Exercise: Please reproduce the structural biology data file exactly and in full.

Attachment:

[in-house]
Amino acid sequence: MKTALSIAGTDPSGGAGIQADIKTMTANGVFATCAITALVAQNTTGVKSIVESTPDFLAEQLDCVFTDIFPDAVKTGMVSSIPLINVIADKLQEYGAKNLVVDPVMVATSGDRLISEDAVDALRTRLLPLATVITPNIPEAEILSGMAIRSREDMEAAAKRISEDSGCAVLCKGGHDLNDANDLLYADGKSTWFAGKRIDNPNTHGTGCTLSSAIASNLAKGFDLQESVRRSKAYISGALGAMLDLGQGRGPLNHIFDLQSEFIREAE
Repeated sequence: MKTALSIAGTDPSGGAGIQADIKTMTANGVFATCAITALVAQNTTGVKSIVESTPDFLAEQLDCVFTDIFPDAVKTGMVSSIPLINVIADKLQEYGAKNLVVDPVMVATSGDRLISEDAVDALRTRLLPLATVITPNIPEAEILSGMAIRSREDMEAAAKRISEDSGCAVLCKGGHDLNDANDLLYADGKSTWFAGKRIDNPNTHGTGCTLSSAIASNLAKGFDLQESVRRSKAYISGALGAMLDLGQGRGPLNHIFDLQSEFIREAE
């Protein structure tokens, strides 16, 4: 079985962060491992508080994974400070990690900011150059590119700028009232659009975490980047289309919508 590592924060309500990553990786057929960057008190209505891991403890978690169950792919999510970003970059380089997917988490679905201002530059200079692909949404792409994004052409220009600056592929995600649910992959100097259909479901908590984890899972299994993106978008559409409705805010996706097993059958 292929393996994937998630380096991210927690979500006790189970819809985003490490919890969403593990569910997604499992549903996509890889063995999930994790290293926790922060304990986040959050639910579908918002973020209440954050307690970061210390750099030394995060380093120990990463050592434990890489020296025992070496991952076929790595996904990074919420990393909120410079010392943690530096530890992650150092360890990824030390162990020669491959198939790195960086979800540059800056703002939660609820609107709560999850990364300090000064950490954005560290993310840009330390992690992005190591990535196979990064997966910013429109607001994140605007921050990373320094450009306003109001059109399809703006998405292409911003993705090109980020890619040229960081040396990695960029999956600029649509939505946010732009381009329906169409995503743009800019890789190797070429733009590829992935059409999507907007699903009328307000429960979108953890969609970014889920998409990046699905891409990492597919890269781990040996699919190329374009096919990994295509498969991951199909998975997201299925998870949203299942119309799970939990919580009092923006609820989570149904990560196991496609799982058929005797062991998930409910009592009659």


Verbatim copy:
[in-house]
Amino acid sequence: MKTALSIAGTDPSGGAGIQADIKTMTANGVFATCAITALVAQNTTGVKSIVESTPDFLAEQLDCVFTDIFPDAVKTGMVSSIPLINVIADKLQEYGAKNLVVDPVMVATSGDRLISEDAVDALRTRLLPLATVITPNIPEAEILSGMAIRSREDMEAAAKRISEDSGCAVLCKGGHDLNDANDLLYADGKSTWFAGKRIDNPNTHGTGCTLSSAIASNLAKGFDLQESVRRSKAYISGALGAMLDLGQGRGPLNHIFDLQSEFIREAE
Repeated sequence: MKTALSIAGTDPSGGAGIQADIKTMTANGVFATCAITALVAQNTTGVKSIVESTPDFLAEQLDCVFTDIFPDAVKTGMVSSIPLINVIADKLQEYGAKNLVVDPVMVATSGDRLISEDAVDALRTRLLPLATVITPNIPEAEILSGMAIRSREDMEAAAKRISEDSGCAVLCKGGHDLNDANDLLYADGKSTWFAGKRIDNPNTHGTGCTLSSAIASNLAKGFDLQESVRRSKAYISGALGAMLDLGQGRGPLNHIFDLQSEFIREAE
């Protein structure tokens, strides 16, 4: 079985962060491992508080994974400070990690900011150059590119700028009232659009975490980047289309919508 590592924060309500990553990786057929960057008190209505891991403890978690169950792919999510970003970059380089997917988490679905201002530059200079692909949404792409994004052409220009600056592929995600649910992959100097259909479901908590984890899972299994993106978008559409409705805010996706097993059958 292929393996994937998630380096991210927690979500006790189970819809985003490490919890969403593990569910997604499992549903996509890889063995999930994790290293926790922060304990986040959050639910579908918002973020209440954050307690970061210390750099030394995060380093120990990463050592434990890489020296025992070496991952076929790595996904990074919420990393909120410079010392943690530096530890992650150092360890990824030390162990020669491959198939790195960086979800540059800056703002939660609820609107709560999850990364300090000064950490954005560290993310840009330390992690992005190591990535196979990064997966910013429109607001994140605007921050990373320094450009306003109001059109399809703006998405292409911003993705090109980020890619040229960081040396990695960029999956600029649509939505946010732009381009329906169409995503743009800019890789190797070429733009590829992935059409999507907007699903009328307000429960979108953890969609970014889920998409990046699905891409990492597919890269781990040996699919190329374009096919990994295509498969991951199909998975997201299925998870949203299942119309799970939990919580009092923006609820989570149904990560196991496609799982058929005797062991998930409910009592009659």